ROME (Reuters) - Italy dismissed feelers put out by Muammar Gaddafi for discussions to end the fighting in Libya and threw its weight behind the rebel council, saying on Monday it was the only group that could speak for the country.
Speaking after a meeting with Ali Essawi, a member of the Libyan rebel council with responsibility for foreign affairs, Italian Foreign Minister Franco Frattini said Rome was giving its backing to the rebels.
"We have decided to recognize the council as the only political, legitimate interlocutor to represent Libya, he told reporters.
The comments were the clearest sign yet from Italy, the former colonial power in Libya and previously Gaddafi's closest friend in Europe, that it now fully backs the Transitional National Council, the rebel group that has coalesced out of disparate anti-Gaddafi forces.
Frattini said he had spoken to officials in Greece after Deputy Libyan Foreign Minister Abdelati Obeidi flew there to discuss an end to the fighting in Libya and said the proposals from Gaddafi's government were "not credible."
"The regime of Tripoli is sending people to some countries -- to Greece, to Malta, sending people to make proposals. These proposals are not credible," he said.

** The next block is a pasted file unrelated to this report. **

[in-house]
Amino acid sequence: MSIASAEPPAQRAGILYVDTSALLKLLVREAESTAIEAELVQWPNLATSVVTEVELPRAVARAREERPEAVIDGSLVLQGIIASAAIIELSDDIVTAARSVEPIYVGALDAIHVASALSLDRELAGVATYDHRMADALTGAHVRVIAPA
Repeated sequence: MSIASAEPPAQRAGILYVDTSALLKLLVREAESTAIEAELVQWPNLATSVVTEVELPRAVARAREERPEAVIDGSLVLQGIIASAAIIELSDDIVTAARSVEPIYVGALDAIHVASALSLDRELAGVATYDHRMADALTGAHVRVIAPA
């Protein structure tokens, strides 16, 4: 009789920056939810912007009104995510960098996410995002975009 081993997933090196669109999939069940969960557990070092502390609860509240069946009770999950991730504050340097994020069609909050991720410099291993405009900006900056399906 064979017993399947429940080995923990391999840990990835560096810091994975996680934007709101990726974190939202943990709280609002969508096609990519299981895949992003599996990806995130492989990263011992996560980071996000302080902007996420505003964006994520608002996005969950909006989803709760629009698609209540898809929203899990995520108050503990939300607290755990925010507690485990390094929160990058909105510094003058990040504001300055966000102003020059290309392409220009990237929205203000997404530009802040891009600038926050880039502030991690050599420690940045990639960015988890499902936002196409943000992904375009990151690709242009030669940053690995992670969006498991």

He said he had spoken to the Greek foreign minister who said Gaddafi's envoy had pledged to respect a ceasfire.
"But nothing was said about the departure of Gaddafi, which is one of the conditions, so it is not possible to accept this point of view," he said.
Frattini said Gaddafi was not an acceptable interlocutor for the world community and a divided Libya was also not acceptable. He repeated western demands that he leave immediately.
"A solution for the future of Libya has a pre-condition -- that Gaddafi's regime leaves and is out and that Gaddafi himself and his family leave the country," he said.
Speaking alongside Frattini, Ali Essawi sought to reassure his hosts that companies including oil giant Eni, one of the biggest foreign producers in Libya, would not be penalized by a future rebel government.
He said the legitimate rights of foreigners and foreign companies in Libya would be respected.
He also said proposals for some form of transitional government headed by one of Gaddafi's sons was "not an option."
(Reporting by Philip Pullella; writing by James Mackenzie; Editing by Elizabeth Fullerton)